One of the main questions of cosmopolitanism concerns the multiplicity of realms of cosmopolitanism as theory and cosmopolitanism as practice. Cosmopolitanism as theory has been criticised for being too distant from practical experience and, as has already been mentioned, for its alleged Eurocentric as well as elitist perspective. However, cosmopolitanism as theory could mean the ability to see what unites rather than the differences and particularities. This has been illuminatively explored through the application of the “cosmopolitan lens” to the empirical case of a neighbourhood in Sweden, characterised by a working-class past and a diverse presence with cosmopolitanisation from within at a particular time and space (Povrzanović Frykman 2016). Cosmopolitanism as practice—i.e. research on cosmopolitan practices—often refers to forms of living together. One way to practise cosmopolitanism is to develop the idea of world citizenship. The inter-war period’s attempt to issue a certain kind of identity cards—the so-called Nansen passports—for refugees who had lost their citizenship through the First World War can be understood as such a cosmopolitan practice, even though the project was not very successful (Lettevall 2012). The former US bomber pilot Garry Davis’ initiative after the Second World War to reject his US citizenship in order to create a world citizenship could also be conceived as part of such a movement (Gustafsson 2019, forthcoming).
In some debates, the neologism cosmopolitics has been introduced in the attempt to bridge between theory and practice (Cheah and Robbins 1998). It refers to politics within and beyond the nation where the perspective of global social justice and equality is included, as well as more concrete attempts to deal with the global challenges without the abstract universalism of cosmopolitanism (ibid.: 13). Defined like this, cosmopolitics could be a tool for a cosmopolitan utopia.
It has been argued that cosmopolitanism as practice depends on an idea of openness towards others (Skrbiš and Woodward 2013: 27). The openness that characterises cosmopolitanism is not universal, but rather depending on situation and context, which means that there is a performative dimension to the openness. Skrbiš and Woodward suggest that when researchers study expressions of cosmopolitan identities as practice, they must search for performances and manifestations (ibid.: 28). Besides the idea of openness as a crucial principle of cosmopolitanism in practice, Skrbiš and Woodward lift forward the idea of an applied ethics of inclusiveness (ibid.: 40).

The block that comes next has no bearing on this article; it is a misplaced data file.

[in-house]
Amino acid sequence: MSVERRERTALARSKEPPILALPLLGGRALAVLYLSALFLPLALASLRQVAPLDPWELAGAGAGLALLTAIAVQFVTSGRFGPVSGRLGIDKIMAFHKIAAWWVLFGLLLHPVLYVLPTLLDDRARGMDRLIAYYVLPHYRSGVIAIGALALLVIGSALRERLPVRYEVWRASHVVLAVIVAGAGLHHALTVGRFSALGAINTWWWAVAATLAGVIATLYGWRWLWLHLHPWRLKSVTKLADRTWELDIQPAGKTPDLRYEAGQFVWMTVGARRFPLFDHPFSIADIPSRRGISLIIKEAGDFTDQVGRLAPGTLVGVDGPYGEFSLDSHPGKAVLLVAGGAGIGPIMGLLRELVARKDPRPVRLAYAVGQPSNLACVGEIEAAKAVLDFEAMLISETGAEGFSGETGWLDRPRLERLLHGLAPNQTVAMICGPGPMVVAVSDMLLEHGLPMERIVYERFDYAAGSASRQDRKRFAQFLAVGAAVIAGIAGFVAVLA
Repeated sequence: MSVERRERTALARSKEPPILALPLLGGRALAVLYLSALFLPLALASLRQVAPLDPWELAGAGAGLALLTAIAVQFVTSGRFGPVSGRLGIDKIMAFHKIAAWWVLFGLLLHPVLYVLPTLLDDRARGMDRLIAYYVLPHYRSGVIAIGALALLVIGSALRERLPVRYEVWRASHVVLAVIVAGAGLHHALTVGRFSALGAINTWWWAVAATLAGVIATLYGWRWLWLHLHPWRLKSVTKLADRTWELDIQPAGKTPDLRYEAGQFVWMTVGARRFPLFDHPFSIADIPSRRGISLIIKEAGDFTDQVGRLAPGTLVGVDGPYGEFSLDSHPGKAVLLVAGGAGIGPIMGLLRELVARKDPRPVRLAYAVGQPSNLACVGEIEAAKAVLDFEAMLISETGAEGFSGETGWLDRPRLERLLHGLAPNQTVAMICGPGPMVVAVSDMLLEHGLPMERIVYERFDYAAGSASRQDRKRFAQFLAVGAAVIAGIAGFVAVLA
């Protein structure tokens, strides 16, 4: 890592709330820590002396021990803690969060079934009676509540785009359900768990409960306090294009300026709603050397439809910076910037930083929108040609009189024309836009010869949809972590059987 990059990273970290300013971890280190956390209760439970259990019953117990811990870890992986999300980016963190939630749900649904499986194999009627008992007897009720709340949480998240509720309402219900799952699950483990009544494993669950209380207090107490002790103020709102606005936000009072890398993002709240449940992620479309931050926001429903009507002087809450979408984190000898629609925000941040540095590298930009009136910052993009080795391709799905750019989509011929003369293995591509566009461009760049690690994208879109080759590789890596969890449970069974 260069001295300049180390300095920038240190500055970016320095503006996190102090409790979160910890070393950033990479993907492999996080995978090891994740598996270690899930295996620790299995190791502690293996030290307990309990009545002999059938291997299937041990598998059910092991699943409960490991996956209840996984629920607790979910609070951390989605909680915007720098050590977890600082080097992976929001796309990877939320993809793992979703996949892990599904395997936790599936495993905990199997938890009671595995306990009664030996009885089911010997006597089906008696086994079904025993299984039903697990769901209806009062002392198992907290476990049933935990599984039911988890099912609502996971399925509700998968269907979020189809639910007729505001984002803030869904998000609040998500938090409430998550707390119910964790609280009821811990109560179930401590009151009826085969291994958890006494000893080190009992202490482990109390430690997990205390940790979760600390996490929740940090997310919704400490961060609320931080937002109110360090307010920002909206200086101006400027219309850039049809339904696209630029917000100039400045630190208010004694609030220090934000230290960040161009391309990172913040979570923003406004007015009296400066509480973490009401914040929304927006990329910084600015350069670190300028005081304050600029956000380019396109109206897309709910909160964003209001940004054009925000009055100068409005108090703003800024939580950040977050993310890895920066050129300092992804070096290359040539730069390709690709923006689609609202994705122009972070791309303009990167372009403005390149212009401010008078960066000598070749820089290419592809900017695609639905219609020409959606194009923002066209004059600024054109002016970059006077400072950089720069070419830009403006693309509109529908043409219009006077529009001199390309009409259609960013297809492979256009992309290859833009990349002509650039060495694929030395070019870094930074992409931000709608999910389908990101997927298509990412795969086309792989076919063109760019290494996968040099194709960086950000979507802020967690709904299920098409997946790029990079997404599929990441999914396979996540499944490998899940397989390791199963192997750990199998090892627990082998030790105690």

As mentioned above, the openness that characterises cosmopolitanism as practice is dependent on time and space, while interpretations of cosmopolitanism as theory do not always pay attention to this. However, it can be argued that the historicity of a concept is an important part of the production of its meaning. From Gadamer’s perspective of Wirkungsgeschichte, often translated as “effective history”, but sometimes as “reception history”, a concept is always dependent on its history, as its interpretations over time also become part of the concept and thus interpretations cannot be separated from the concept itself (Gadamer 1960). Earlier interpretations influence the meaning the concept is attributed today—thus the need for being aware of its history.
General criticism of cosmopolitanism often targets its universalism. Abstract universalism cannot solve specific problems in the world. One example of this is the relation between, on the one hand, abstract and general human rights and, on the other hand, the possibilities of implementing them in particular situations. Ever since Hannah Arendt’s (2000 ) sharp criticism of universal human rights as a failure unless there are citizen rights to protect them through a government, the question has been whether cosmopolitanism with its implicit universalism can include some kind of citizenship. Both international law and nation states have failed to guarantee rights for the many victims of war that have lost either their citizenship or their possibility to stay in their countries. This was true in the inter-war period, after the Second World War and not least today. The recent refugee situation in Europe has brought into light the rights of strangers, and it has been argued whether Kant’s concept of hospitality as a cosmopolitan right implies a right to asylum or not (Brown 2019: 18). Is it possible to combine national citizenship with world citizenship? Being a crucial question when discussing cosmopolitanism, this is where the Kantian understanding of hospitality becomes relevant.
The definition of Kant’s cosmopolitanism as cosmopolitan right springs from a rather narrow understanding of cosmopolitanism, where it is understood as hospitality in a restricted form that only grants the right of a stranger to visit a place when there is a risk for her life. If we approach cosmopolitanism through such a narrow reading, large parts of the historicity of the concept tend to be ignored. When cosmopolitanism is dismissed because of the narrow understanding of Kant’s definition of cosmopolitan right, many other parts of cosmopolitanism are also dismissed. While hospitality without doubt plays an important role concerning mobility and migration, cosmopolitanism can easily refer to several other issues.
The long tradition of discussions on cosmopolitanism contains many perspectives that stretch over time and space and should thus be understood with a sensibility to temporality. Since Diogenes, who is attributed to having introduced the concept, and over the different meanings developed during the Enlightenment and onwards to our time, cosmopolitanism has contained a utopian dimension. I propose to look at its potential to be used as a tool in a utopian method.